### 5) Define the Constraints

• Leave every point for exactly one successor: • Reach every point from exactly one predecessor: At first sight, these constraints might seem to be complete. For now, let’s leave it that way. We’ll comeback to this later, when following the 7-step recipe presented above.

### 6) Objective Function

Since we want to minimize the total distance, the objective function is straight forward: We just have to minimize the sum of all sections in the trip.

### 7) Validate the Model

Now let’s validate the model. This is often done first on a purely logical level. For example, we can check whether the model handles certain special cases or boundary conditions correctly.

The two conditions mean that each location must be left and approached once. This leads to closed tours, since it’s not allowed to end or start in a location, without returning to it. However, it is not forbidden to multiple closed tours. We have already discussed this fact in more detail in this post. Here we realize that our model is still incomplete, as it allows impermissible constellations.

So our model failed the logical test. We are expanding it to avoid this inadequacy. Let’s revise our model and introduce the missing subtour elimination constraint (details you can read here):

### 2) Choose the auxiliary Variables

The Miller-Tucker-Zemlin subtour elimination constraint requires an additional decision variable to enumerate the stops in sequential order.

### 5) Define the Constraints

Now based on the new auxiliary variable we can formulate the subtour elimination constraints. Since it doesn’t matter, where to start, let’s start at the first location:   Since we have n locations, all subsequent must have assigned a vaule between 2 and . The last constraint makes sure, that the index of every succeeding stop gets assigned an index which is at least 1 larger than the predecessor’s index. Together with the above condition, each successor can only be assigned an index that is exactly one greater than that of its predecessor.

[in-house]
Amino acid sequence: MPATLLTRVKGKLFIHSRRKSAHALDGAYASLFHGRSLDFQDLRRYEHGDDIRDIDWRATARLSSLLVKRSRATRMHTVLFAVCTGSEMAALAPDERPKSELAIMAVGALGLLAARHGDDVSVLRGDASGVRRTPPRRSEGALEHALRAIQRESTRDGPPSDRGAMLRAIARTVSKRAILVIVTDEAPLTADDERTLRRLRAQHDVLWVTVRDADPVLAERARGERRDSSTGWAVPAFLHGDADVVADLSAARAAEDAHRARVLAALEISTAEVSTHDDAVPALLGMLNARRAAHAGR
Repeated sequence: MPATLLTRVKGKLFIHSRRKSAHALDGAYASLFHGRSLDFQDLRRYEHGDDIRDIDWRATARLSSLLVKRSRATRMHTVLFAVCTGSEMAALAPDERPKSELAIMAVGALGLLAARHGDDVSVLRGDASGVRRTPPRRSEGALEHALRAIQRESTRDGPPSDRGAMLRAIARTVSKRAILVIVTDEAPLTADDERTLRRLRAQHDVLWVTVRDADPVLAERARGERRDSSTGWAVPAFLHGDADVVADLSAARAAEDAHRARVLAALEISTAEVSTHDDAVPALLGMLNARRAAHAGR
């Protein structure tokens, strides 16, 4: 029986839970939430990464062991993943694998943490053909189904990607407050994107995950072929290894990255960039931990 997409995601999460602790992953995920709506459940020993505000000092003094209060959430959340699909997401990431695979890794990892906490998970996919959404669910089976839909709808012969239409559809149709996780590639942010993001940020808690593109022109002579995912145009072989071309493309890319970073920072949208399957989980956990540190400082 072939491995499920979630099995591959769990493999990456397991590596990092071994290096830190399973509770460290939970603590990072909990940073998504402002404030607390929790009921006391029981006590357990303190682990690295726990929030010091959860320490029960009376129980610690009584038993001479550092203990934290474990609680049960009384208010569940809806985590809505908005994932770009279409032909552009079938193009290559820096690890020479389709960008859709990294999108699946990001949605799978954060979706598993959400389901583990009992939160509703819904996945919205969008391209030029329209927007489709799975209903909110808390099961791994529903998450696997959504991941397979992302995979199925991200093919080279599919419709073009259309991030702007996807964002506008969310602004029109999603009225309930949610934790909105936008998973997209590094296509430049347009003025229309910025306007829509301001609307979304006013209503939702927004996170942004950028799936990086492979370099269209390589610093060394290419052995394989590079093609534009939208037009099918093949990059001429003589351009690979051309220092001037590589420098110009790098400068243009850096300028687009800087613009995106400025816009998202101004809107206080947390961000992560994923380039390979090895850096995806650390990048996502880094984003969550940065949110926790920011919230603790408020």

### 7) Validate the Model

Now let’s validate the model once more. From the logical standpoint of view, the model seems to be correct and complete now. Now it’s time to check wheter the model solves the problem instances as expected in practice.

Hint: The TSP is one of the hardest combinatorial problems and the model presented here allows to find optimal solutions. However, it’s by far not the best model, since the integer relaxation of the MTZ-constraint is very weak. Even one of the smallest national problem instances provided in the university of waterloo, the Djibouti – instance, makes gurobi – the world’s best MIP solver – sweat!

## The Code

Now let’s implement the solution in python. The cool thing is, that using google or-tools we have a powerful tool at hand to translate the model into code. Let’s first see, how to do this:

    # constraint 1: leave every point exactly once